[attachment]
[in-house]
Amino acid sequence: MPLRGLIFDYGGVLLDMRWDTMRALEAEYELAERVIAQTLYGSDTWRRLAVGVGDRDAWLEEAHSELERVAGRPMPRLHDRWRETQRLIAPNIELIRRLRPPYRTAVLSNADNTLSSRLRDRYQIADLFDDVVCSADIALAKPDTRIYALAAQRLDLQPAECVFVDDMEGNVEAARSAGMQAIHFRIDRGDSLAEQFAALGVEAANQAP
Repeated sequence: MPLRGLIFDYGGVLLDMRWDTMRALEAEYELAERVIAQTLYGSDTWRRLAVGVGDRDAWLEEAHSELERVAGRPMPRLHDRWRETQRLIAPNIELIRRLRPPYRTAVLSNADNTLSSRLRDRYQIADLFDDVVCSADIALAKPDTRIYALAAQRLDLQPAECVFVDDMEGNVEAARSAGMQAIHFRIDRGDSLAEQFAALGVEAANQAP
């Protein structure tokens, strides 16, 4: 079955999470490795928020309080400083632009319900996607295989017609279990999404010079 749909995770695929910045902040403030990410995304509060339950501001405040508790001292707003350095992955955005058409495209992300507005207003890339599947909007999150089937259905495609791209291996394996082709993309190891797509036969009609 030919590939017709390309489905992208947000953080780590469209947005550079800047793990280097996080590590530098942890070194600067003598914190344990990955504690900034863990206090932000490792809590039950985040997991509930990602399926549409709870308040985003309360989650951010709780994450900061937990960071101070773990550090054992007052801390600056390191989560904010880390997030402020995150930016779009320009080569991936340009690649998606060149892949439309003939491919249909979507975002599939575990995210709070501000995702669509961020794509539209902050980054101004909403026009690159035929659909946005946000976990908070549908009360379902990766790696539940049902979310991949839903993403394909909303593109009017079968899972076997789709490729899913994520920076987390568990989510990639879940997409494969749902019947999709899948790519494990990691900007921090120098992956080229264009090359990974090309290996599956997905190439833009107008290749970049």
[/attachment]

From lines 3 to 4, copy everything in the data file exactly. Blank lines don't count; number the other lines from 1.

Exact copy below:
Repeated sequence: MPLRGLIFDYGGVLLDMRWDTMRALEAEYELAERVIAQTLYGSDTWRRLAVGVGDRDAWLEEAHSELERVAGRPMPRLHDRWRETQRLIAPNIELIRRLRPPYRTAVLSNADNTLSSRLRDRYQIADLFDDVVCSADIALAKPDTRIYALAAQRLDLQPAECVFVDDMEGNVEAARSAGMQAIHFRIDRGDSLAEQFAALGVEAANQAP
């Protein structure tokens, strides 16, 4: 079955999470490795928020309080400083632009319900996607295989017609279990999404010079 749909995770695929910045902040403030990410995304509060339950501001405040508790001292707003350095992955955005058409495209992300507005207003890339599947909007999150089937259905495609791209291996394996082709993309190891797509036969009609 030919590939017709390309489905992208947000953080780590469209947005550079800047793990280097996080590590530098942890070194600067003598914190344990990955504690900034863990206090932000490792809590039950985040997991509930990602399926549409709870308040985003309360989650951010709780994450900061937990960071101070773990550090054992007052801390600056390191989560904010880390997030402020995150930016779009320009080569991936340009690649998606060149892949439309003939491919249909979507975002599939575990995210709070501000995702669509961020794509539209902050980054101004909403026009690159035929659909946005946000976990908070549908009360379902990766790696539940049902979310991949839903993403394909909303593109009017079968899972076997789709490729899913994520920076987390568990989510990639879940997409494969749902019947999709899948790519494990990691900007921090120098992956080229264009090359990974090309290996599956997905190439833009107008290749970049």